Invasion of the Body Snatchers as a Political Film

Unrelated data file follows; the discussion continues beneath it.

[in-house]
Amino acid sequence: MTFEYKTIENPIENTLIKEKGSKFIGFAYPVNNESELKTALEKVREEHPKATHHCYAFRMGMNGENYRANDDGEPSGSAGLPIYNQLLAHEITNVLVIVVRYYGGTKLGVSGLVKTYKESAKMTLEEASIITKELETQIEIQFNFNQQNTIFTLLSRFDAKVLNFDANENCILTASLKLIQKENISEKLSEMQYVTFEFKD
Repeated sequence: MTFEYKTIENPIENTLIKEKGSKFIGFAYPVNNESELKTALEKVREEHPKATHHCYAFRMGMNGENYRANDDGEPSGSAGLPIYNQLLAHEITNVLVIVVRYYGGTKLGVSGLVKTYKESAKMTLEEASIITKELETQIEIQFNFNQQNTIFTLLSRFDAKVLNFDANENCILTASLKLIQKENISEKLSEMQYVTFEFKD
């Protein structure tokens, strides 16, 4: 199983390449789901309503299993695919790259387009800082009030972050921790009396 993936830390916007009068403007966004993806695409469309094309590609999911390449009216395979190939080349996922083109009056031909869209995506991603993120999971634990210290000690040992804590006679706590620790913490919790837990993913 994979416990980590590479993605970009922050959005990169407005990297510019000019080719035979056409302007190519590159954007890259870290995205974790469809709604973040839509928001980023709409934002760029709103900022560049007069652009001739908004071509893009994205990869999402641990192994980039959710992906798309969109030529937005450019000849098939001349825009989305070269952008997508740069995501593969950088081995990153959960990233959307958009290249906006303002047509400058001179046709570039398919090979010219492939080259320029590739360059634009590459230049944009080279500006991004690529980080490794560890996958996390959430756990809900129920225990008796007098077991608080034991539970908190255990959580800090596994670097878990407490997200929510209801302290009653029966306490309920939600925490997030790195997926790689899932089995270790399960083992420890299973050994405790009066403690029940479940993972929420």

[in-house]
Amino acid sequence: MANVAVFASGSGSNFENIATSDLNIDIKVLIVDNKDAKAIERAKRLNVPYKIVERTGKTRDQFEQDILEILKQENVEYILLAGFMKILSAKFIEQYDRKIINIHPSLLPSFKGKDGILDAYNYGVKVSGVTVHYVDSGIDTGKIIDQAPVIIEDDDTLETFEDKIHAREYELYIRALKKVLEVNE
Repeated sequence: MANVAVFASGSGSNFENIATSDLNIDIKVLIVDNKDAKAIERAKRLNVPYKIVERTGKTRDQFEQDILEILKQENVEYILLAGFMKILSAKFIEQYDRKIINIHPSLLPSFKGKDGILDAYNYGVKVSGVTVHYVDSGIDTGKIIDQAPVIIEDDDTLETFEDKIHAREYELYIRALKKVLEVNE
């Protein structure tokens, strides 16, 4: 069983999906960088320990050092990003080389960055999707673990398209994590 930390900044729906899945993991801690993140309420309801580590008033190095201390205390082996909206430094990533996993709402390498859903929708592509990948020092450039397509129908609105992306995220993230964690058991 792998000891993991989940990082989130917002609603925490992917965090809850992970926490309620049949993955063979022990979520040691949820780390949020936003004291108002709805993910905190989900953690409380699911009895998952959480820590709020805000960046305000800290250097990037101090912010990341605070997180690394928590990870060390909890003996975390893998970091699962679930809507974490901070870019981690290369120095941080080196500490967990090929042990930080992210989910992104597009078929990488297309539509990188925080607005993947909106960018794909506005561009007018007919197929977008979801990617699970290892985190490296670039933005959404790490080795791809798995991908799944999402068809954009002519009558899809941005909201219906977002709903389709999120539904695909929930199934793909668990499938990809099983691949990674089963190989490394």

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Invasion of the Body Snatchers as a Political Film Michel Chevalier, in his Letters from America (1839) defined individualism as “a revolutionary force which liberated societies from the authorities… [individualism is] capable of creating new forms of social life through individual self determination” (Llobera 67). In the 1950s, The American cinema produced a sequence of science fiction films that generally revolved around and reflected significant political, cultural and social concerning plots. These films presented incredible events that usually were the result of nuclear radiation, alien invasions, mutation, and body snatching influences. In addition to the film plots, special effects were added to complete the cinematic experience. The film, Invasion of the Body Snatchers, suggested an “individual’s unimportance in a complex, modern world.” Beneath the unimportance was the political concern of conformity and loss of individuality among the residents of Santa Mira, California. Invasion of the Body Snatchers illustrates the difference between America’s collision of Individualism and the collective culture of conformity. Although Invasion of the Body Snatchers did not intend to become an allegory of political work according to director Don Siegel, it is evident that through specific instances, the film became a symbolic contrast of individualism and collectivism. The “office scene” between protagonist, Miles Bennell and former girlfriend Becky Driscoll occurs as they are escaping the pod people, launching the chase sequence. As Miles and Becky hide themselves in a doctor’s office, Miles goes into a moralistic speech about the pod people. In this instance, the pod ideology is revealed and ultimate goal of conformity is discovered; to convert the residents of Santa Mira for a collective, classless, Communist-like society as well as to promote the purpose
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